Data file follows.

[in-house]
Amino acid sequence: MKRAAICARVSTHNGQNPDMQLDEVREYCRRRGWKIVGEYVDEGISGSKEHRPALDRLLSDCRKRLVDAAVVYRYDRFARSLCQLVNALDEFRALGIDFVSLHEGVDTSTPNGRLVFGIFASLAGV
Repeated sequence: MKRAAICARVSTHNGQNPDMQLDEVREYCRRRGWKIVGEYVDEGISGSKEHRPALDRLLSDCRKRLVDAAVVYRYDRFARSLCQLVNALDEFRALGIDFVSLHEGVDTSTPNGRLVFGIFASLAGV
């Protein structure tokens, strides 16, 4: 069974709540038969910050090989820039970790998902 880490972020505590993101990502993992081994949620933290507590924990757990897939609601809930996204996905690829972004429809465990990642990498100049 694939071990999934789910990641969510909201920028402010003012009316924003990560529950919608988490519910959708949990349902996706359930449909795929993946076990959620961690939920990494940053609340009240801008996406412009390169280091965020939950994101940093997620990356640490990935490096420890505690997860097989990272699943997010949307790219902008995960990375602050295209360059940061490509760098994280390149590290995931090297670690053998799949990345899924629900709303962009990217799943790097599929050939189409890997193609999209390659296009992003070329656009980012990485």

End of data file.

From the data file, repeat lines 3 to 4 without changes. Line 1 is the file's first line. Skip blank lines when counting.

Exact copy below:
Repeated sequence: MKRAAICARVSTHNGQNPDMQLDEVREYCRRRGWKIVGEYVDEGISGSKEHRPALDRLLSDCRKRLVDAAVVYRYDRFARSLCQLVNALDEFRALGIDFVSLHEGVDTSTPNGRLVFGIFASLAGV
């Protein structure tokens, strides 16, 4: 069974709540038969910050090989820039970790998902 880490972020505590993101990502993992081994949620933290507590924990757990897939609601809930996204996905690829972004429809465990990642990498100049 694939071990999934789910990641969510909201920028402010003012009316924003990560529950919608988490519910959708949990349902996706359930449909795929993946076990959620961690939920990494940053609340009240801008996406412009390169280091965020939950994101940093997620990356640490990935490096420890505690997860097989990272699943997010949307790219902008995960990375602050295209360059940061490509760098994280390149590290995931090297670690053998799949990345899924629900709303962009990217799943790097599929050939189409890997193609999209390659296009992003070329656009980012990485």